Greyhound, by Steffan Piper
This wonderful book by Steffan Piper has many of the qualities of a YA book but is something anyone could enjoy. In the front of the book Piper states that the story is true but some characterizations and events have been changed to make it better fiction.
Sebastien Ranes is about to turn 12 and has been put on a bus. His alcoholic mother is getting married again and she and the new step-father want him out of the way. So he has a ticket to travel from Stockton, California, to a small town just outside Philadelphia to live with his grandparents and his sister, who refused to return to the mess of a household long ago.
Along the way he experiences a bus hijacking and a death. He is also pursued by an aggressive pedophile. But when he transfers in Los Angeles for the cross-country trip he also meets a man who becomes a friend and mentor, a protector who also introduces him to the poetry of Langston Hughes and the music of Chet Baker.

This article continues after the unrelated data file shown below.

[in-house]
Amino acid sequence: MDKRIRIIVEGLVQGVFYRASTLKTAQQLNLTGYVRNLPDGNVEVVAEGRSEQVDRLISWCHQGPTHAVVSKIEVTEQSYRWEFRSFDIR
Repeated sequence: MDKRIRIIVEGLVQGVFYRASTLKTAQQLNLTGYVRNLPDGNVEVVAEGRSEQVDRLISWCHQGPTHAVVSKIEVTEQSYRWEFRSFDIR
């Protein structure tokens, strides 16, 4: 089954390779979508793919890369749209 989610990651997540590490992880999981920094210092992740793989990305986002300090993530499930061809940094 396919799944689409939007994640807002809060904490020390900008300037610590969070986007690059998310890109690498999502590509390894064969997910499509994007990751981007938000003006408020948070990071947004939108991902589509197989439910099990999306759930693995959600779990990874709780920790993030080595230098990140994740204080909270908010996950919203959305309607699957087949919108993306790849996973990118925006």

The setting is 1981. I made a shorter and more positive solo trip by bus at the same age in the late 60s, traveling from a visit to my aunt in Portland to my parents in Oakland and the people the author describes as well as the already deteriorating state of bus travel all rang true.
It’s a touching book in many ways. Not just because of the age and circumstances of the main character. The friend and mentor is black, fresh out of a term in prison and traveling to visit family in New York. As they travel side-by-side for thousands of miles Sebastien gets an introduction to characters he would never have otherwise met and a glimpse into the continuing racism his companion faces. Throughout it all Sebastian manages to remain resilient, funny, and creative.
It’s a unique book with a unique story filled with heroes and villains from everyday life and worth the time of any reader.